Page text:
The piriformis muscle is a very strong hip muscle, one of the core muscles of the body.
The piriformis is a flat, pear-shaped muscle that is located beneath the gluteal musculature. There are two piriformis muscles that sit behind the hip sockets, extending from the upper, outer corner of each femur (thighbone) to the sacrum. The piriformis muscles are joined by a band of connective tissue, or fascia, that stretches across the sacrum just above the tailbone.The primary function of the piriformis is the external rotation of the hip, and is part of the hip rotator cuff — a number of small, deep muscles that rotate the leg outward at the hip. It also helps with abduction (moving away from the midline of your body) and extension (lifting your leg behind you). The piriformis laterally rotates the femur with hip extension and abducts the femur with hip flexion.
The piriformis also plays an important role in stabilising your core.
Limitations in the piriformis can translate into pain and strain in your lower back. When the piriformis gets tight, it pinches the sciatic nerve and causes a burning pain at various points along the nerve’s path, which runs from the buttock all the way down to your foot.
The Role of the Piriformis in the Golf Swing
The hips play a crucial role in the golf swing, and the piriformis is one of the strongest muscles in the hip complex.
Having the control and flexibility to move your hips without moving the rest of your pelvis and torso is crucial for good hip mechanics and a good golf swing, as is the ability to open your lead hip independently of the rest of your body. Sufficient strength and flexibility in the piriformis helps you to perform these movements correctly and efficiently, and it takes stress off your hip joint to help prevent injury and to keep you rotating through the ball.
As well as helping you to rotate your pelvis efficiently, especially in the downswing, through the external rotation of the hip joint, the piriformis helps to create lateral stability within the hip for consistency and efficient power transfer.
The piriformis provides stability to your sacrum, the triangular bone that connects the back of your pelvis to your spine, by regulating movement and stability in the sacroiliac (SI) joints. The SI joints have to be loose enough to allow your pelvic bones to move with your legs when you turn in the backswing, yet stable enough to support your spine during the downswing.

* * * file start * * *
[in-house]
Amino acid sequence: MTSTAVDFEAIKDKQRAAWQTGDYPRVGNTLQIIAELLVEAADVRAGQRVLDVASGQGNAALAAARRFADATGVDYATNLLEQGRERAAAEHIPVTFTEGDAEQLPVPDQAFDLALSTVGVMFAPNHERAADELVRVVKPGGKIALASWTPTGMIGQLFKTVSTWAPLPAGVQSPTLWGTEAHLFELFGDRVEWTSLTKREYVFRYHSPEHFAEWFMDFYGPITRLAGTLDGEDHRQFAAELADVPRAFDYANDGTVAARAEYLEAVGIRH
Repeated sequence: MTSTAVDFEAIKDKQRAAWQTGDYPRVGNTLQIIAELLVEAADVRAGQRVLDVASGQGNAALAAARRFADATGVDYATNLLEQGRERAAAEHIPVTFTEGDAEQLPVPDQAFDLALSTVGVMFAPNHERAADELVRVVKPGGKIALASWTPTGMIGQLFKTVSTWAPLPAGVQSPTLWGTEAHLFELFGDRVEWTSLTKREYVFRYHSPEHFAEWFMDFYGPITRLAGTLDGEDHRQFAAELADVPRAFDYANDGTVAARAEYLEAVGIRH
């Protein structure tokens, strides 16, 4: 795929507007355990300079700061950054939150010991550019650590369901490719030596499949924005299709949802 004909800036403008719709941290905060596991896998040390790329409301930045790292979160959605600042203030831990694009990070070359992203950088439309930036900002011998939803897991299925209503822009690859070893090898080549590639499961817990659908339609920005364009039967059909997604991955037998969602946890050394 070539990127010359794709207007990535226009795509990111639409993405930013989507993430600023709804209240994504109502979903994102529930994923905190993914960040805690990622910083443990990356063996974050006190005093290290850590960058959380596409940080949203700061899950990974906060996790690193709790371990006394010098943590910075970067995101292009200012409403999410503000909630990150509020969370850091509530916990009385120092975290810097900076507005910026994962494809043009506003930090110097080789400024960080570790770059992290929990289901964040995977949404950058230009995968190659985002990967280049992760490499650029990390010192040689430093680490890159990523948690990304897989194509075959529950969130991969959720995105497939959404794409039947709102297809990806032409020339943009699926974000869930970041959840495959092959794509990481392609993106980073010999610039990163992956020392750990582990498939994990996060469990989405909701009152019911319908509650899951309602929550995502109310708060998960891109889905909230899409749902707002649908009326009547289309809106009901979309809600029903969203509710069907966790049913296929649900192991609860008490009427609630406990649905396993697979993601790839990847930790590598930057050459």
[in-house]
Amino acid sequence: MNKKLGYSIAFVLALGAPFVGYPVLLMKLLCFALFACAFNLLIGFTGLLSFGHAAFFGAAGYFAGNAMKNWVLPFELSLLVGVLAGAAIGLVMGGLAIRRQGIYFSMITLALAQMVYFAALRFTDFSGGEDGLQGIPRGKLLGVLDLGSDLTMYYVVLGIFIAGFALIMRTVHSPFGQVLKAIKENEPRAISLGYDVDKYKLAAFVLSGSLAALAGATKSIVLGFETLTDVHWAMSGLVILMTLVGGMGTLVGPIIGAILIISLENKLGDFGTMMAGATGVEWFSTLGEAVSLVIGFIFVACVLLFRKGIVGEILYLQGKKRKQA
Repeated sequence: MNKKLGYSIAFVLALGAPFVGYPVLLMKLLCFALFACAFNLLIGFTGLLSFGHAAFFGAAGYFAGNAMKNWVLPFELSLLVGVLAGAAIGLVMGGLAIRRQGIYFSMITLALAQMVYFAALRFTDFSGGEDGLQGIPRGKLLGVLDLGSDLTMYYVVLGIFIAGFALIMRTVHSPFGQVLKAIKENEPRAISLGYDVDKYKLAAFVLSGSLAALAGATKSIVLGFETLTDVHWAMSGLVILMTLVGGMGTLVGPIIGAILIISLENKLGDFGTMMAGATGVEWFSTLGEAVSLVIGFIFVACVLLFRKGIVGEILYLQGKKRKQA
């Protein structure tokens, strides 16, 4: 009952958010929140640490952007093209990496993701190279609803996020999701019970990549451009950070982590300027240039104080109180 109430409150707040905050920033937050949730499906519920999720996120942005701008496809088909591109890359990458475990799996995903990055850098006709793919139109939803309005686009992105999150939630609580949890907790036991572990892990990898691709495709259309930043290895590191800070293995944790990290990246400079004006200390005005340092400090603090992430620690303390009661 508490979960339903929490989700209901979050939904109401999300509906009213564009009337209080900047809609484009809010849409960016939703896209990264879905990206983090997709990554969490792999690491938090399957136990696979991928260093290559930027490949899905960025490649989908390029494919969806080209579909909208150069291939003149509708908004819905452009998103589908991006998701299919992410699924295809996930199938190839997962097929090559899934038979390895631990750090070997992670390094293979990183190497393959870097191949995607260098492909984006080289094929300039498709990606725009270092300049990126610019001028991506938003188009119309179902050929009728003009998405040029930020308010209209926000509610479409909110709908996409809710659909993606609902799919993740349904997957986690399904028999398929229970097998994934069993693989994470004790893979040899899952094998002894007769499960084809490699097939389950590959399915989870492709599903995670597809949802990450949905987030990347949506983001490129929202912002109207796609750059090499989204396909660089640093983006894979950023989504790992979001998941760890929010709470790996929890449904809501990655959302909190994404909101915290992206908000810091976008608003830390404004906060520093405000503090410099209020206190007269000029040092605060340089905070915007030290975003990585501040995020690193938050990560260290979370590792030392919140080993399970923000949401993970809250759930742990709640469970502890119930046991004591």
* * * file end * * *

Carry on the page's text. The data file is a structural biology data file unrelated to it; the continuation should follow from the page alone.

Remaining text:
For most golfers, the piriformis (and the other muscles that attach from the hips to the pelvis) are weak, and thus their pelvis has a tendency to slide too far toward the target during the downswing, which prevents their hips from rotating properly. Thus the golfer is unable to “clear their hips” and create room for their arms to move through, often causing a blocked or a sliced shot.
When muscles in the hip complex, including the piriformis, are strong and working properly, the golfer is able to rotate efficiently around the lead hip, and to thrust the lead leg into the ground, in the downswing and through impact, which enables the efficient transfer of energy generated in the legs through the core and into the golf club, making it easier to hit more powerful and accurate golf shots.
A strong hip complex also helps the golfer to maintain their spine angle through the golf swing. This is especially true with longer clubs, where the rotational forces that must be absorbed by the body are significant. These high loads can easily pull a weak hip complex out of position during the downswing, resulting in a loss of spinal posture before impact.
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Overview of a Great Golf Swing, which summarises the correct movements in a great golf swing.
Golf Anatomy and Kinesiology, a collection of articles describing the roles of the muscles involved in the golf swing.
Core muscles, which describes the muscles that run the length of your trunk and torso.
Oblique muscles, which describes in more detail your side abdominals, which help you to bend from the side or twist your torso, and their role in the golf swing.
Psoas major muscle, which describes the hip flexors, and their role in maintaining your spine angle in the downswing.